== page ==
Here you shall find a lot of files that have the extension "UIX". Yippee... so far so good. Be careful now... the intent is not to muck around with every .uix file here; rather, it is only one file that we are interested in mucking up (I think I shall have to explain in some other post why I have this fascination for the word 'muck'). Therefore, as is suggested before people embark on mucking expeditions, make a backup of the "ExportTypes.uix" file first and foremost. Ah yes, also read the disclaimers at the end of this post.

Now, here is where the lobotomy starts. Open the "ExportTypes.uix" file using a text editor like Notepad, TextPad, JEdit, et.... and scroll down to the place where you find lines like these:
Find the contents inside the "contents" tag:
<contents childData="${uix.eventResult.exportTypeList}">
<option value="${uix.current.exportTypeValue}" text="${[uix.current.resourceKey]}" />

And replace them with the following lines:
<option value="1" text="${['export.type.excel']}" />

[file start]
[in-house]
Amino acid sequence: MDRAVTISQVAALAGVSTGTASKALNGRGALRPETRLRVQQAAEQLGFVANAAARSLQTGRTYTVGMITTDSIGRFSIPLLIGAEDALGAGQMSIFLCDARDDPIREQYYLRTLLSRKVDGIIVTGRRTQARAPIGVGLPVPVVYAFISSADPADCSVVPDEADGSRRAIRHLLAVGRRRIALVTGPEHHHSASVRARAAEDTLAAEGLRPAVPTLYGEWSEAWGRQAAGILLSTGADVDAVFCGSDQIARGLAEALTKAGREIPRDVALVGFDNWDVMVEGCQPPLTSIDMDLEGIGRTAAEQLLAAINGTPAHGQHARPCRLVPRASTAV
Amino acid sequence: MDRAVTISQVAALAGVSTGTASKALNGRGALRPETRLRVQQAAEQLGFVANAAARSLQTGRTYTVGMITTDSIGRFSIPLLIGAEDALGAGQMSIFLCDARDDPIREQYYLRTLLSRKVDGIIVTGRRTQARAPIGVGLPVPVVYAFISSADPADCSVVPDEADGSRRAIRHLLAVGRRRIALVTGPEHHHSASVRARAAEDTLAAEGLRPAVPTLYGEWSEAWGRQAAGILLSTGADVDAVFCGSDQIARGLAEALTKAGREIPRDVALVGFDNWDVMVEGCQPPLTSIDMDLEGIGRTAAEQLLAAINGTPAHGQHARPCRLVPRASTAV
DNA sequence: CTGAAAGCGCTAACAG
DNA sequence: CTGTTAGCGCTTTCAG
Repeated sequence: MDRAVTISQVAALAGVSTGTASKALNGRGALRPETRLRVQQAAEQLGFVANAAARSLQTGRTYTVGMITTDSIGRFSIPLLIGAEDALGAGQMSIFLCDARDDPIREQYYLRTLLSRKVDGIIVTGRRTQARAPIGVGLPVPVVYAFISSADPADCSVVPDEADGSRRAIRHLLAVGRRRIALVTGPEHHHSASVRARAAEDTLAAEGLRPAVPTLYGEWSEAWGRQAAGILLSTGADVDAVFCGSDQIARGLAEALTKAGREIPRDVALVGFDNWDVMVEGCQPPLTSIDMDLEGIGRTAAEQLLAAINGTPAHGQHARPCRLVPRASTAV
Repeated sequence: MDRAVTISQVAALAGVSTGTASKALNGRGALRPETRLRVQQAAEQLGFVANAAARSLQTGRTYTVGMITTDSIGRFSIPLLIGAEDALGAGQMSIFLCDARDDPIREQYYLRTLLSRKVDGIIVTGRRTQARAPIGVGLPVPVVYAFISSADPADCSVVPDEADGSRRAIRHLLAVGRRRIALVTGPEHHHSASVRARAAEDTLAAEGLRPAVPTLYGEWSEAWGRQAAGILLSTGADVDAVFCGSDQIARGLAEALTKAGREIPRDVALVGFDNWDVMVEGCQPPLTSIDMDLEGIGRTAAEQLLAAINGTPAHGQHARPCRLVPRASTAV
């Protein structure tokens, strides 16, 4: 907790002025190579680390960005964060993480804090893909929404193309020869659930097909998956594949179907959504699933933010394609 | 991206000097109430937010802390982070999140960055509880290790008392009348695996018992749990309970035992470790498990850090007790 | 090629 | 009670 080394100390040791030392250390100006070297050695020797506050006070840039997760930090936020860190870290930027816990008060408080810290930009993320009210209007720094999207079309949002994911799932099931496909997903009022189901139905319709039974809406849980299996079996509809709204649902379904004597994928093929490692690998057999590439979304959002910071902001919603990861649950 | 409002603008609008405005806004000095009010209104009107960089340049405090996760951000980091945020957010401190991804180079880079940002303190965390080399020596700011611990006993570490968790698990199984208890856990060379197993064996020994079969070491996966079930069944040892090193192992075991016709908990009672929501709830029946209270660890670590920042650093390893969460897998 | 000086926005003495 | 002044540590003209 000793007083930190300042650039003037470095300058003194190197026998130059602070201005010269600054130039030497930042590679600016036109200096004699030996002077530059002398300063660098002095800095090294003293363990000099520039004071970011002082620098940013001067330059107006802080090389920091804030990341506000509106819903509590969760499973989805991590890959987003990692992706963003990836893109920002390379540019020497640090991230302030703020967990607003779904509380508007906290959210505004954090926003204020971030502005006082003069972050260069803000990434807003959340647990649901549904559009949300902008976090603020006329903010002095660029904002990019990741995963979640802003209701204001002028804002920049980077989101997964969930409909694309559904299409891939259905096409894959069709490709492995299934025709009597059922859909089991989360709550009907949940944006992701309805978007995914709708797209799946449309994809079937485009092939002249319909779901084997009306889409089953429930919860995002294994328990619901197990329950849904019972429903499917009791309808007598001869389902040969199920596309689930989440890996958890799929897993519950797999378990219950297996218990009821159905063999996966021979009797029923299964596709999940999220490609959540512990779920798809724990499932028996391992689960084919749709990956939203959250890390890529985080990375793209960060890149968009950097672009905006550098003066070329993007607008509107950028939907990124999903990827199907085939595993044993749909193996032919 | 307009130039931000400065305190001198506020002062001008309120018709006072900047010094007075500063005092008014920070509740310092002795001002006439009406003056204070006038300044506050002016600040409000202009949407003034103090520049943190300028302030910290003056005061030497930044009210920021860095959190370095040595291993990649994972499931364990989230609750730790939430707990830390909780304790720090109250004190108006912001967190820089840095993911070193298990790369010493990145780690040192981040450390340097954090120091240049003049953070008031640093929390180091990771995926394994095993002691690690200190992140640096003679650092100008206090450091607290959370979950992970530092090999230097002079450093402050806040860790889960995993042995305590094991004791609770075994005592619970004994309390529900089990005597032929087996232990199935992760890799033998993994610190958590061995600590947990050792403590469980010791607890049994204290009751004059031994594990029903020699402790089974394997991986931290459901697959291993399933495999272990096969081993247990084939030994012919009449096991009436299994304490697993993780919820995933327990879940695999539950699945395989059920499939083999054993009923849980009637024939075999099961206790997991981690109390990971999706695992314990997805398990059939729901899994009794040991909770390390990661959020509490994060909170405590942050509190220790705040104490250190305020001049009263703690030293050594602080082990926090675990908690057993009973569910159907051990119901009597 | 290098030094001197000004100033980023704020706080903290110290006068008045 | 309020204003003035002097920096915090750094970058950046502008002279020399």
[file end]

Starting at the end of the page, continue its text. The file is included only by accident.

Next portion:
<option value="2" text="${['export.type.excel.pivot']}" />
<option value="7" text="${['export.type.pdf']}" />

If the lines above do not display properly, you can also use these screenshots for reference.
The highlighted lines below are what you have to search for in the ExportTypes.uix file:

And replace them with the highlighted lines below:

Having done these changes, you know what to do:
- Save and close this file.
- Restart your OC4J_BI_Forms instance. To do this you haveto login to your Oracle Application Server Control.
- Close and restart your browser.
- Connect to Discoverer Viewer, open up a worksheet, and navigate to the 'Export' page.

See the dropdown now. The dropdown now shows you only three export formats. You can now go back and edit the UIX file to add or remove as many export formats as you want. You have all the information you need available in this post now.
Ok... that's about all I have for this post. I do have a couple of things before I end this post.
If you specify a relational only export format while trying to export an OLAP worksheet (and vice-versa) you will get an error. What error? An error like the one shown below: